Date of Award


Document Type



Santa Clara : Santa Clara University, 2022.


Mechanical Engineering

First Advisor

Drazen Fabris

Second Advisor

Nikola Djordjevic


The goal of the Mars Rover Crash Vehicle Test Article is to act as an impact-absorbing crumple-zone structure that protects a Mars Rover in the case of failure of other landing systems. This crash vehicle was designed for free-fall applications to absorb drops from different heights due to its modular crumple zone system. The design utilized readily available and recycled materials to create a low-cost, quick-build-time, modular system.

The design was split into two subsystems-the Crumple Zone and Inner Vessel-that would be placed inside and around the Outer Frame. The Crumple Zone underwent various iterations with the final design being columns of aluminum cans at the four corners of the Outer Frame. The Inner Vessel consisted of shock absorbers mounted to the sides of the Outer Frame that held the platform on which the Mars Rover would rest.

This scaled down design underwent three drop tests from a height of three meters. The first two tests utilized 144 aluminum cans for a maximum crumpling distance of 40.64 cm. These tests saw very little plastic deformation in the Crumple Zone and a 15 cm bounce after ground-impact, leading to the discovery of unwanted friction within the system. Additionally, the recorded acceleration data only gave a maximum acceleration of 6.28 g’s when 30 were expected due to the accelerometers only recorded at a sampling rate of 14 Hz and not the expected 250 Hz. Because of these errors in these tests, the system and testing procedure were modified for a third test.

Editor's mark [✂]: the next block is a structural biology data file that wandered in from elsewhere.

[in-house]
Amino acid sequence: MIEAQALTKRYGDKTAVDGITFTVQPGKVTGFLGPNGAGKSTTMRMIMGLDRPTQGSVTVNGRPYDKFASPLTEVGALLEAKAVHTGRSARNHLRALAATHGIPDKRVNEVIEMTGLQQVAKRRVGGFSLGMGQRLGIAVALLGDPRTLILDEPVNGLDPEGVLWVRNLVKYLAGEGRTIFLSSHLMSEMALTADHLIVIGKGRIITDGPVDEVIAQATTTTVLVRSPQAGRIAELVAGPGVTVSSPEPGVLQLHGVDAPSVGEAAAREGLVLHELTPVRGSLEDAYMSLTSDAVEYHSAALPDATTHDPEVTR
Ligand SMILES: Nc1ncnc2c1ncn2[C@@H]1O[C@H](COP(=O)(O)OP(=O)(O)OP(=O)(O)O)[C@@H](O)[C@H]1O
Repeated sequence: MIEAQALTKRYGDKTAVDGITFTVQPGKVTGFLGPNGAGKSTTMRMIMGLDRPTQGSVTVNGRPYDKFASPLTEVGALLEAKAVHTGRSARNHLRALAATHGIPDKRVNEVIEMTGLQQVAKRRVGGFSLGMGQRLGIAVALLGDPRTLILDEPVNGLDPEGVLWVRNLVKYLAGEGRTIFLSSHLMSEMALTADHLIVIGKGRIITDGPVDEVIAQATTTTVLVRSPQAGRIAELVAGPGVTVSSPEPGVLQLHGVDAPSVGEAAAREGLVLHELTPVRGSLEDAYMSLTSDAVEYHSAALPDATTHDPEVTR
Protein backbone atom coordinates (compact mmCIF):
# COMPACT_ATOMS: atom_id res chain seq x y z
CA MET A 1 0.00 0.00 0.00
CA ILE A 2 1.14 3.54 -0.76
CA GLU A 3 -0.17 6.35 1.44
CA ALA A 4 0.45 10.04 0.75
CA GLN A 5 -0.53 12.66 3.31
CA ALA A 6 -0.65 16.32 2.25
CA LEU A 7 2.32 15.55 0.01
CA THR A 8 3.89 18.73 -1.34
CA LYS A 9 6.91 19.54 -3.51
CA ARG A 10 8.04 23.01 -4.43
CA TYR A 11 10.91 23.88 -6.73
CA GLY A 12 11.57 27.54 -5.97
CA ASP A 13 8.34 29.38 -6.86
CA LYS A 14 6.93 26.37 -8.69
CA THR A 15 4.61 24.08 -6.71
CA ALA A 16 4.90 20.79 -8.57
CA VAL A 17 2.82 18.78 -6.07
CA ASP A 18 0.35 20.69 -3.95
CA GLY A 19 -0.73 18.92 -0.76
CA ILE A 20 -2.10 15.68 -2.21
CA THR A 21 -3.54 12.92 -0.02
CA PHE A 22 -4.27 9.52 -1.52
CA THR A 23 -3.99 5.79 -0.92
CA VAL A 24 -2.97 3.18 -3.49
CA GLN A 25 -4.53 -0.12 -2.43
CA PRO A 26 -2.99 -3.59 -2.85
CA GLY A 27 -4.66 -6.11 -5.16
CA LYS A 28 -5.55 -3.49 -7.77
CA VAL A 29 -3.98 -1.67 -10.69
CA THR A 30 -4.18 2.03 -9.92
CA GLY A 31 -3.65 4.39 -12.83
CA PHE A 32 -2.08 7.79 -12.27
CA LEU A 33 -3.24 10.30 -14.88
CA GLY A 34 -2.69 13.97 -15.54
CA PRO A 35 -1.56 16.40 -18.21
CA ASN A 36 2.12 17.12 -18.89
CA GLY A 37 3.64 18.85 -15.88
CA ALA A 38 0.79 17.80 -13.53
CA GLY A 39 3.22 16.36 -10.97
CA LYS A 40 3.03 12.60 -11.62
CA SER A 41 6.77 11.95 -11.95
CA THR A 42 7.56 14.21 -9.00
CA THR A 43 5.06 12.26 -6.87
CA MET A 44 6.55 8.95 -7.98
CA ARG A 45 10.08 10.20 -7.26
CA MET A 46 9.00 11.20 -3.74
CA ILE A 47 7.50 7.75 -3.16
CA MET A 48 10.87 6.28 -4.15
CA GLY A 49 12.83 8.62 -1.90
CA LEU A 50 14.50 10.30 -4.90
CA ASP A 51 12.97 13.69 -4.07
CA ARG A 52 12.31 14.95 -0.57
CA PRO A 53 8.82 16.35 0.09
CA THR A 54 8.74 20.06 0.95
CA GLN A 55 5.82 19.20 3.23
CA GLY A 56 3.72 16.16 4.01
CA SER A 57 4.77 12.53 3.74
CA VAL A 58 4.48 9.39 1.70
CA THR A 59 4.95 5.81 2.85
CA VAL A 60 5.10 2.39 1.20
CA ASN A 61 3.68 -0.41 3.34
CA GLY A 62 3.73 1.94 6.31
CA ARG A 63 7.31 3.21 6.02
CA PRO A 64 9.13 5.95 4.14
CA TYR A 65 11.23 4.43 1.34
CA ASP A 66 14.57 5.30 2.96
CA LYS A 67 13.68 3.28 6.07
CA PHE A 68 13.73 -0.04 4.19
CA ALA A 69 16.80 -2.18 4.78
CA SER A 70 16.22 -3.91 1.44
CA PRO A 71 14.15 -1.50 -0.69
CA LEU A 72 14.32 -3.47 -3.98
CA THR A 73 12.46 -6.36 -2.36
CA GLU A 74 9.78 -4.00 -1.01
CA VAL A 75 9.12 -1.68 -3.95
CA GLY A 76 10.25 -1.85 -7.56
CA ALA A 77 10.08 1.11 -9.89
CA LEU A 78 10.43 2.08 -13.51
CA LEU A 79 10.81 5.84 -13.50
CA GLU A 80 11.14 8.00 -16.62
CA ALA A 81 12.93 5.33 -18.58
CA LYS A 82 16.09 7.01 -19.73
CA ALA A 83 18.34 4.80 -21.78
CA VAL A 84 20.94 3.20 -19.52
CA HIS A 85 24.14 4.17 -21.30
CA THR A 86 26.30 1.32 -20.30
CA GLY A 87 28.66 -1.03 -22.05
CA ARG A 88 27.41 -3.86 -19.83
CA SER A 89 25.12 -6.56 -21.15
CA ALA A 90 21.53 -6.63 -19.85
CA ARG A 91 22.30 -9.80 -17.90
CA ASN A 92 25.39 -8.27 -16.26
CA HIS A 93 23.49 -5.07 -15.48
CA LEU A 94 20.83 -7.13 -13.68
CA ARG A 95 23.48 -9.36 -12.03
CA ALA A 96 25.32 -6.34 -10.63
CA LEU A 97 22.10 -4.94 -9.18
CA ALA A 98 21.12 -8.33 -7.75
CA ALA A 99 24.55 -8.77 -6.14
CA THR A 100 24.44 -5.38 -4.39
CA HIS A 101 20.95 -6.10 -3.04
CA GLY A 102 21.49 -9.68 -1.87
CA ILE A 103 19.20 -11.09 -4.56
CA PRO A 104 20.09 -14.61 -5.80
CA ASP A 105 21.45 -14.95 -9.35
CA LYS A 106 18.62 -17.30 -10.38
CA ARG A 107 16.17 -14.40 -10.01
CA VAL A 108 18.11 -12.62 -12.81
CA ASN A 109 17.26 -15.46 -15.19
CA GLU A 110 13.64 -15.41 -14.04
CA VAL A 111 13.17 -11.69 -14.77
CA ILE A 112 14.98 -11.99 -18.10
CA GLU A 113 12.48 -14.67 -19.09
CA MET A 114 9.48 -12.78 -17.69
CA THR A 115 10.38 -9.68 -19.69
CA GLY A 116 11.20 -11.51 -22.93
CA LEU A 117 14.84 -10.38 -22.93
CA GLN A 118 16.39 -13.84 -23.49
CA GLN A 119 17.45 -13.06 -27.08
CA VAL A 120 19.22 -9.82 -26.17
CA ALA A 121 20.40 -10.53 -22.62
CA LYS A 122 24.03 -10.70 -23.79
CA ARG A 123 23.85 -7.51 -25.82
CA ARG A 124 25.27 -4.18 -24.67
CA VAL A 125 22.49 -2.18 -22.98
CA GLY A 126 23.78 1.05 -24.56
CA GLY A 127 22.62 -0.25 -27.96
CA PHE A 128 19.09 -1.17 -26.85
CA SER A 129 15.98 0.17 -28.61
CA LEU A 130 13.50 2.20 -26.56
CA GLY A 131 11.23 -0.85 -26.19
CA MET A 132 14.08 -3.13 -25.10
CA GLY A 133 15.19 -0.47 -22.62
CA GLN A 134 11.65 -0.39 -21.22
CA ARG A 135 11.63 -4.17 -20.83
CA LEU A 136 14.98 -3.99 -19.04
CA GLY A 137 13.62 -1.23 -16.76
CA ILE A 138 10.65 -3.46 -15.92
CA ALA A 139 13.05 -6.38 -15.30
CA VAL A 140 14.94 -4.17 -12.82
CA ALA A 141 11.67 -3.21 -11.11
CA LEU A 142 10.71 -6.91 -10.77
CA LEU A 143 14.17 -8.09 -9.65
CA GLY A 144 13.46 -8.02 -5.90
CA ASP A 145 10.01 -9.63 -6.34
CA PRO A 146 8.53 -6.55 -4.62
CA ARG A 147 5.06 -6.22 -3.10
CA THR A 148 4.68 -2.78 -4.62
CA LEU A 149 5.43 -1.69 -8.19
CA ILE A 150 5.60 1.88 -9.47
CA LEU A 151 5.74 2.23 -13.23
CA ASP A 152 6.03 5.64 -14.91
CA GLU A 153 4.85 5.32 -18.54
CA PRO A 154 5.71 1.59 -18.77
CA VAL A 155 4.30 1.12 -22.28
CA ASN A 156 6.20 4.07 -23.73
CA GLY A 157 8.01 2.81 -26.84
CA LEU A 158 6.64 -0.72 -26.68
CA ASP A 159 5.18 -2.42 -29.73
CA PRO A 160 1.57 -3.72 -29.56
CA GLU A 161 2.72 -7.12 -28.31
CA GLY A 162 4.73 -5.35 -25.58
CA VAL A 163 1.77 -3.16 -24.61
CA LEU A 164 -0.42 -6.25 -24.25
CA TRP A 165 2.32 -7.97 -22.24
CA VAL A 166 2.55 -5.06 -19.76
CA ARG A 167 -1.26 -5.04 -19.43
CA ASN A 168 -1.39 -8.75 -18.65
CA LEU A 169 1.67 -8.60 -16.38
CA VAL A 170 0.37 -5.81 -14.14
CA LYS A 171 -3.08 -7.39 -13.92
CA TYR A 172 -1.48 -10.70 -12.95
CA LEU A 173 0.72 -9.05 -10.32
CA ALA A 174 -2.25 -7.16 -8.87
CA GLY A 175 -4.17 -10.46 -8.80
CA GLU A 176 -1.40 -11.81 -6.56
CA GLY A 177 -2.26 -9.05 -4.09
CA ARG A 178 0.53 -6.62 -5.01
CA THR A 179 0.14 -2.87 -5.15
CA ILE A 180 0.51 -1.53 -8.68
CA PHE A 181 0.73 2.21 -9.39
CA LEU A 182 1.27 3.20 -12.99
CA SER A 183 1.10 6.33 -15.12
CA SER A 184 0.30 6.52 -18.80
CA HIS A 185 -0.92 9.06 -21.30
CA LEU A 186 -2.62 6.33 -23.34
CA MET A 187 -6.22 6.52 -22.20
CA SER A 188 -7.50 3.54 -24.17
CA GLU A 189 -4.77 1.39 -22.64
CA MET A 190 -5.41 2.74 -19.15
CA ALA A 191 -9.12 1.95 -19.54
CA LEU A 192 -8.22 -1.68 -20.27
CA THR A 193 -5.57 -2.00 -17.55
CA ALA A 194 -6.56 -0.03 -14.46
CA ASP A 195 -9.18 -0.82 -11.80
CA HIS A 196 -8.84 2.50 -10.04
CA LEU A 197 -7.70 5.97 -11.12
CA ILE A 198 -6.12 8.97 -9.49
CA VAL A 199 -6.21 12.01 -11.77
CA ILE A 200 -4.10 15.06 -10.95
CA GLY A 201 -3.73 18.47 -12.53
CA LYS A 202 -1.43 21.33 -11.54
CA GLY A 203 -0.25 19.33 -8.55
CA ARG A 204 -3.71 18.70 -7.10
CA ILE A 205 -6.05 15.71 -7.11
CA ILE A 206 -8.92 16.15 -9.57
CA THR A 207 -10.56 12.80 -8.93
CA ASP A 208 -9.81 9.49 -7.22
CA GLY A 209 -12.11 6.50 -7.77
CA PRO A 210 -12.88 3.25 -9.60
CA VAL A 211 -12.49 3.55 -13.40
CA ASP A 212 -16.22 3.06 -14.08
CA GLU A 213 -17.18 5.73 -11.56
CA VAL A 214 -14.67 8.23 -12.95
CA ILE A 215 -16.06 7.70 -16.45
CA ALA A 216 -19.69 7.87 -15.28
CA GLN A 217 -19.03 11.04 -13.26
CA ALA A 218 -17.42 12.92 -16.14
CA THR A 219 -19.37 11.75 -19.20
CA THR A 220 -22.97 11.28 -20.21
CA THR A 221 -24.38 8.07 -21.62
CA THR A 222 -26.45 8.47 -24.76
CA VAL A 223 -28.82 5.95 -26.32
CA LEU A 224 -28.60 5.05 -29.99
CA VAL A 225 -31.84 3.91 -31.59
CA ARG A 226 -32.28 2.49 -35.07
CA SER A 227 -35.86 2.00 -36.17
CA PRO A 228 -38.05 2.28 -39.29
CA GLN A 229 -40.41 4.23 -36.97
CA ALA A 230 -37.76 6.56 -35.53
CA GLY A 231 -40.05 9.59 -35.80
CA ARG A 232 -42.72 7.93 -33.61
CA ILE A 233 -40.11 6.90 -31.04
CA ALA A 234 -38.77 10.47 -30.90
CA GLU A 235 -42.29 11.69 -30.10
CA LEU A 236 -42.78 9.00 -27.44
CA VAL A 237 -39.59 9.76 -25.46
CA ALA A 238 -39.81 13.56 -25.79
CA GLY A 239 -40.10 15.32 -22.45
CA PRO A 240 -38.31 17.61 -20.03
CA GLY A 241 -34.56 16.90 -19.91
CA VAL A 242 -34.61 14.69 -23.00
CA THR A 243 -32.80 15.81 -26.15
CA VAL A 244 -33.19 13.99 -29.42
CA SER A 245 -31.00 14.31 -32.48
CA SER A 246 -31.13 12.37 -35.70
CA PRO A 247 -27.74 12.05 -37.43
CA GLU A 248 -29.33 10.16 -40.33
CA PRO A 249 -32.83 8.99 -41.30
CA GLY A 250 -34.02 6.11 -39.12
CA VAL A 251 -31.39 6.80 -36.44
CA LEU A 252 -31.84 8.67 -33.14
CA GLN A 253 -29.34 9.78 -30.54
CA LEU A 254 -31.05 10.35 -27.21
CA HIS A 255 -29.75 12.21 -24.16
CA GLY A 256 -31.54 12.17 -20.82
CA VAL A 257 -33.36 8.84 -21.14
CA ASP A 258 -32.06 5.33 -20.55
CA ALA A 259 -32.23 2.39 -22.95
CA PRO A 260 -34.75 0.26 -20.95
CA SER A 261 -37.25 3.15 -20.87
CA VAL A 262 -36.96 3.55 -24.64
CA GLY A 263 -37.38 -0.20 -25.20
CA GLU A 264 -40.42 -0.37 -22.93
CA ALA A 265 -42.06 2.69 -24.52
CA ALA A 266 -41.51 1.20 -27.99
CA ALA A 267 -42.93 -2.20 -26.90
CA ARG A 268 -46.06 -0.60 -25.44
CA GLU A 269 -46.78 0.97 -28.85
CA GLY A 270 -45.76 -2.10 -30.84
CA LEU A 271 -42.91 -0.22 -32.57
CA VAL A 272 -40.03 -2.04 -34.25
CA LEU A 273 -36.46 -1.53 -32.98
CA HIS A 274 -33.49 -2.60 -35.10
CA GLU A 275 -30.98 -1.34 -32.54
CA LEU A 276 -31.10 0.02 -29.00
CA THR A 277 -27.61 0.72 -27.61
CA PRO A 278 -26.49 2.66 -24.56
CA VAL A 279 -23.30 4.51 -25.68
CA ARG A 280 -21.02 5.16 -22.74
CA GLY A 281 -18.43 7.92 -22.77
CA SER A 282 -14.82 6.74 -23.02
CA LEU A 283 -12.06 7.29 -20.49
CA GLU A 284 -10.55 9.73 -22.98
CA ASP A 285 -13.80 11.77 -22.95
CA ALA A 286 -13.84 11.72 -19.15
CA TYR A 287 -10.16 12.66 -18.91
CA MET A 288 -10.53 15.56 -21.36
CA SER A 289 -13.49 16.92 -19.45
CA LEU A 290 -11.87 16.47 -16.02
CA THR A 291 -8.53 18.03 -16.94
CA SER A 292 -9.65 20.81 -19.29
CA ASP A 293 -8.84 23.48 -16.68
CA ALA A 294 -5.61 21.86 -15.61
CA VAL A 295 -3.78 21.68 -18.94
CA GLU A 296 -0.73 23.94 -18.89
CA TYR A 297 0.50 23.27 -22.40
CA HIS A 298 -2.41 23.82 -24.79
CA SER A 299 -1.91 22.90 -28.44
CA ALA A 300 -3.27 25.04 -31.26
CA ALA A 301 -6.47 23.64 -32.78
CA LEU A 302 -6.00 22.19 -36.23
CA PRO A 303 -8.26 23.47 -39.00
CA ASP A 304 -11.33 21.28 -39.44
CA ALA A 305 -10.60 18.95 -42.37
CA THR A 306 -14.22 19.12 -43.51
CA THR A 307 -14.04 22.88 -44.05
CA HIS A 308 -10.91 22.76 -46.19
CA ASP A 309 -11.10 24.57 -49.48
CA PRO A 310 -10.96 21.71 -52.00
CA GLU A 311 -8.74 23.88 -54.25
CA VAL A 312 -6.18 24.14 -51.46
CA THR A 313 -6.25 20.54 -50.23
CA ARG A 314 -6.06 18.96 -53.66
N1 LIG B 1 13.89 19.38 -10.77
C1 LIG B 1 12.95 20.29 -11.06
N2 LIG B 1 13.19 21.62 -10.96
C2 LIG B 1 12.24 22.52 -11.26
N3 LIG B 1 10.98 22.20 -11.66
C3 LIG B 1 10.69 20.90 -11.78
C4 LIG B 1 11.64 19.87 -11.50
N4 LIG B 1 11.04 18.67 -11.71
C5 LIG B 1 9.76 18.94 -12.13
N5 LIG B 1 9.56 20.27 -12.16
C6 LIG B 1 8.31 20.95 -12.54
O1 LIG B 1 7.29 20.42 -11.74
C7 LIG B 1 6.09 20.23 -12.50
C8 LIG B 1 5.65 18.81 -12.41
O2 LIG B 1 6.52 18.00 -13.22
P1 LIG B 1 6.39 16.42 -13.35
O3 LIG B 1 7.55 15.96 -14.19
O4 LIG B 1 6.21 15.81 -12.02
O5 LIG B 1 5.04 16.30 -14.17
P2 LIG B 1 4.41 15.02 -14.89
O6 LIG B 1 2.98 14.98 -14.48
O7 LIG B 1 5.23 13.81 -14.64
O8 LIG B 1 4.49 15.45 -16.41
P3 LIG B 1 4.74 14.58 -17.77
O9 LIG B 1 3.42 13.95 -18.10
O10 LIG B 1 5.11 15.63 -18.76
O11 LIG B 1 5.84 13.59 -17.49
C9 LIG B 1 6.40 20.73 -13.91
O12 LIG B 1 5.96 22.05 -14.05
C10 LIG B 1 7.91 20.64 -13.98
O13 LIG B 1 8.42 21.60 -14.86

The third test saw the system mass increase by 22.6 kg, a Crumple Zone of 72 cans of 20.32 cm maximum crumpling distance, and a maximum sampling rate setting of 1250 Hz. Although only 52 Hz were achieved, the system behaved as expected, and recorded an acceleration of 21.02 g’s, had no rebound, and absorbed 17.73J per can. The successes from this test indicate that scaling up this design is cost-effective and feasible for a Mars Rover with a mass upwards of 1000 kg.